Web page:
I had just been assigned as the assistant plans officer for our battalion in Afghanistan. With a heavy heart to be leaving my company and becoming a staff officer, I reported to the much-dreaded S-3 Operations tent. Was I concerned that I couldn’t write orders? Of course not, I had written plenty in Reserve Officers’ Training Corps and Engineer Basic Officer Leader Course. I was a smart guy; Orders would be walk in the park. So I blasted through a quick fragmentary order and proudly presented it to my plans officer. He looked at it, looked at me, looked at it again, and then wordlessly presented me with the field manual for commander and staff organizations and operations and the battle staff handbook. The world of doctrinal terms, margins, spacing, fonts, and writing style opened up in a horrifying vista in front of me. I knew nothing, I realized. From then on, doctrine was my guide.

Was it painful? Yes. Often redundant and frustrating? Yes. Necessary for joint understanding? Hell yes. From that humbling experience, I learned that the application of doctrine should never be overlooked as an effective staff officer.

5. “Sir, this is wrong.”

There’s nothing like a staff officer position to make you feel as though you are all knowing. This feeling is false. On a warm and dusty night in Afghanistan, I called our battalion commander to let him know that we had been ordered to send a detachment of engineers with their equipment to another forward operating base in Afghanistan. We had been given no mission for these troops, so I, in my all-knowing capacity, did not deem the movement to be urgent. Rather than send them with our own security team on a dangerous convoy, I advised sending the equipment via local national trucks and flying the troops into the base.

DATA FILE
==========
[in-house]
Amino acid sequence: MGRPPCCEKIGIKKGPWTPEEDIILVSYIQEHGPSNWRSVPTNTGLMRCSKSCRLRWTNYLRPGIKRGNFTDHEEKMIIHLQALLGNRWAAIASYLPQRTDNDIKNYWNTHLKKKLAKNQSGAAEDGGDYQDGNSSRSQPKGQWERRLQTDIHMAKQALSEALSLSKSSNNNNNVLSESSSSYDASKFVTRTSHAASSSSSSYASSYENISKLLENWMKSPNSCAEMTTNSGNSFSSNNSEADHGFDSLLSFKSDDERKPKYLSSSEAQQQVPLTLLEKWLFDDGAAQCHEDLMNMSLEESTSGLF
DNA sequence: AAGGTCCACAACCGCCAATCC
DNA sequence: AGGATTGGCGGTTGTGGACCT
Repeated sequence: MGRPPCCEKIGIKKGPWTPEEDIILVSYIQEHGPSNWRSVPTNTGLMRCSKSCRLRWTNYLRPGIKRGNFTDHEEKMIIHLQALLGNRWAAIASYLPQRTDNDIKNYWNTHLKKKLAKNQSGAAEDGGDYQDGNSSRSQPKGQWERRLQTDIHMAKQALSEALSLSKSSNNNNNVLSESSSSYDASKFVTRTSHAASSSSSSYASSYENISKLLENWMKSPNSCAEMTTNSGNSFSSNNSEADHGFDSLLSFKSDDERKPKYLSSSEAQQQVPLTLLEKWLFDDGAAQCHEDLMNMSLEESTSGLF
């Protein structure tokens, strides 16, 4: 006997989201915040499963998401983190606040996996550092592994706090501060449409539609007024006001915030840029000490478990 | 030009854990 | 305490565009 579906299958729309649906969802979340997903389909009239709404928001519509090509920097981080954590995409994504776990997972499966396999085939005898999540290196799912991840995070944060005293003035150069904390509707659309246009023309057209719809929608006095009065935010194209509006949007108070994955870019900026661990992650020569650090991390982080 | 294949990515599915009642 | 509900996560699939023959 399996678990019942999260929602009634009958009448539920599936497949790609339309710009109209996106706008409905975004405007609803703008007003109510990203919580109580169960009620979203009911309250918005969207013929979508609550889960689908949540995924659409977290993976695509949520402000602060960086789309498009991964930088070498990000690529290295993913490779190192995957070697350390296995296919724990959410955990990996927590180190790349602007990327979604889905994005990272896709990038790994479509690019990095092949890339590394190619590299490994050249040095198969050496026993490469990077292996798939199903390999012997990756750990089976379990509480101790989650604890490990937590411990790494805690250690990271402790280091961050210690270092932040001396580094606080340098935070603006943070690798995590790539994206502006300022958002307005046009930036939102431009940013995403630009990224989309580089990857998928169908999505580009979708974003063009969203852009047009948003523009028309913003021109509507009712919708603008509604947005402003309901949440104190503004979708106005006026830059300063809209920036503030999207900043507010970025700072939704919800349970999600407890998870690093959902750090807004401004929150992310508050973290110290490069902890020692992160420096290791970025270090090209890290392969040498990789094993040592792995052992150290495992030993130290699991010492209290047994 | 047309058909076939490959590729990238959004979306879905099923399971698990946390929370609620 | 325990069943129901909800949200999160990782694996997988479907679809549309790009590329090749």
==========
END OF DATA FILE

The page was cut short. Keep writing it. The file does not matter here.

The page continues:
I presented the courses of action to the commander, and after a minute, he advised that it was his intent to send the troops and equipment with our security team to arrive at the base on time. With the burning conviction of a junior officer with little responsibility, I replied, “Sir, this is wrong.” His terse reply reiterating his intent and orders ended the conversation.

Leaving the tent, I stormed out into the darkness, hurling invectives to the night air. My plans officer was nearby and said, “Look. If anything happens to those guys, you don’t answer for it. The B-C does. All the responsibility is on him. You think he doesn’t feel the same as you?”

That’s when it hit me that the burden of command outweighed the emotional connection I had made with the mission. I could return to my hooch that night and relax with my friends; the commander could not. His view of the battlefield was entirely more comprehensive than mine. I had done my due diligence and should now shut up. The security team executed the mission on time, and all personnel and materiel made it safely to the other base. I learned that the responsibility of command is far more grave than my duty as a staff officer.

Adversity is common in life. We face choices and risks every day that can result in failure. The important thing is to always take away a lesson that will stick with you and give you a better perspective on your profession. Do not be afraid of failure, or you will never make a decision. Conversely, do not become complacent with failure and stop developing as a leader. Constant improvement must be our watchword. We are entrusted with the lives and well-being of American soldiers: do not let them down.